Six months ago, I shared what Brandon and I had been going through with Karrington and her diagnosis of coloboma in both eyes. It is something that I have come to terms with and worry less about as time goes on. Instead, I am focusing and putting my energy into helping her overcome a visual disability to navigate a world through a different lens. Since then we have had several tests, doctor visits, and even a recent hospital stay. So much has taken place that the last post seems light years away!
Over the summer, we took Karrington to see a doctor at UC Davis that specializes in genetics. Sometimes those that have coloboma have kidney or heart problems as well that we wanted to rule out. After talking at length with a genetic counselor and the doctor, they thought Karrington likely didn’t have any of those issues. However, they recommended that we see a cardiologist, have genetic testing done, and have her kidney’s checked because of her small size. (Even at 14 months, she weighs in at under 15 pounds!!!) Thus, we started lab work, ultrasounds, and doctor visits that no baby should have to undergo. The appointments weren’t fun, but I think they were probably harder on us than they were on her! Fortunately, our prayers have been answered over and over again.
After seeing a cardiologist, we learned that Karrington does have a small hole in the upper portion of her heart. However, the doctor told us that about 10% of people have this and it is something that doesn’t concern him at all. Her heart is strong and doesn’t have any problems that should cause any concern. In addition, the ultrasound on her kidneys came back normal showing that there are no issues, and the extensive blood work taken (gene microarry) came back as completely normal as well. I thank those of you who have been praying for her as well as Brandon and I. It truly means the world and has given me so much comfort during long, difficult days.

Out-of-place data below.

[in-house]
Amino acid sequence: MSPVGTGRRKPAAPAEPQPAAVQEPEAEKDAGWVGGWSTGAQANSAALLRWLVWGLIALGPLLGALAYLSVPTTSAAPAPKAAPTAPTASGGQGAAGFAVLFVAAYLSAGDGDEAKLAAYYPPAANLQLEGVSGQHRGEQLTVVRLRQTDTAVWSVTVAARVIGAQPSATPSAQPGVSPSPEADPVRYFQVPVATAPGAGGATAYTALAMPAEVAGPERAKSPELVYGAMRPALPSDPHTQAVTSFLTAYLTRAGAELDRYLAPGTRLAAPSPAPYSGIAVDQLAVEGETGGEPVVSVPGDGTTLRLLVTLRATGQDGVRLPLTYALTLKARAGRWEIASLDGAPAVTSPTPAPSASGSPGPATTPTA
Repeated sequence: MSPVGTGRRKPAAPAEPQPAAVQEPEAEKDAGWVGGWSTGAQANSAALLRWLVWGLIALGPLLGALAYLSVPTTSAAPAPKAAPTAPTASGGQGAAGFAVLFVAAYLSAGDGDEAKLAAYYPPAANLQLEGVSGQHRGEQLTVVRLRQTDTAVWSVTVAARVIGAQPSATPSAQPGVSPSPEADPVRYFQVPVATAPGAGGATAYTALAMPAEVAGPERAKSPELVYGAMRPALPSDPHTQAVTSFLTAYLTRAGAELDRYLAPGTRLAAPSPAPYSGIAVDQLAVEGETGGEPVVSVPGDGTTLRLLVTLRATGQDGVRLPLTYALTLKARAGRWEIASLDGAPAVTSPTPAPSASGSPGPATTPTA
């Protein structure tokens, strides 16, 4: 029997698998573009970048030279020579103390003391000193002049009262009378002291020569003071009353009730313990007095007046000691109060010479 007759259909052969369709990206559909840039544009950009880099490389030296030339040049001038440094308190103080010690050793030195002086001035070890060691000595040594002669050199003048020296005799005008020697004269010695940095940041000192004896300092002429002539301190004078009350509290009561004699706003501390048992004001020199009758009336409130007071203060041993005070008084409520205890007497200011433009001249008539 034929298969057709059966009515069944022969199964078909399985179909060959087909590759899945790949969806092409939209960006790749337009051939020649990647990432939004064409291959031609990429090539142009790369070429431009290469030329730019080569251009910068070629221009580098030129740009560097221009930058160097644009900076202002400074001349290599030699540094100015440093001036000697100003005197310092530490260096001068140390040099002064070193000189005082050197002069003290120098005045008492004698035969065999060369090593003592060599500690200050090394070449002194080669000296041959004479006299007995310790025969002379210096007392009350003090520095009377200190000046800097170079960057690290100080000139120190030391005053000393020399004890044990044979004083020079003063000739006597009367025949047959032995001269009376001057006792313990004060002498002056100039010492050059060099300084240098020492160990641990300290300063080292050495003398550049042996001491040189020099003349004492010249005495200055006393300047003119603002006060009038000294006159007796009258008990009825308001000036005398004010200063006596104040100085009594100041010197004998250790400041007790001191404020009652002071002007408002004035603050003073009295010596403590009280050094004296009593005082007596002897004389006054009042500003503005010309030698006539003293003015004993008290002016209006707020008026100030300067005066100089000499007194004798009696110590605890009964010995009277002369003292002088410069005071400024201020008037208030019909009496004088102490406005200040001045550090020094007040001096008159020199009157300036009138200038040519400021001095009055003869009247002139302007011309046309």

Just last week before Christmas, we made a third visit to UC Davis to see Karrington’s ophthalmologist. Now that she is a little older, we were able to get a little more information in terms of how she can see. The doctor told us that in her right eye, she is legally blind. She really doesn’t have much vision at all in that eye which is why it crosses. In her left eye, Karrington has 20/100 vision. 20/100 vision is pretty poor and isn’t something that can be corrected. However, the doctor believes that she will be able to read large print and not have to learn braille which is HUGE! I know that she will be limited in what she can do, but the fact that she’ll be able to read large print is something I’ve prayed about every single day. It really is the best news that we could have hoped for. At this point, we are in the process of getting Karrington glasses to wear to protect her eyes. Since she doesn’t see as well as we do, she is more prone to accidents and potentially hurting or damaging her eyes with the eyesight she has so glasses will help with that. We definitely don’t want anything to happen to her left eye that she sees out of!
Besides going to different doctor appointments, Karrington has been enrolled in Nevada Early Intervention where she sees a vision specialist. This has helped me be optimistic and see how she is able to navigate her world. Karrington has scored really high in her cognitive and problem solving skills. Even though she scores low in vision, because of those high scores things somewhat level out in what she is able to do! The specialists she sees comment over and over at how well she is doing and how remarkable what she can do is with her limited vision. A few months ago, she started walking at 10 months old, which they said was the youngest they’ve ever seen a child walk with a visual disability. She’s on her way to breaking records and surprising those all around her with what she can do!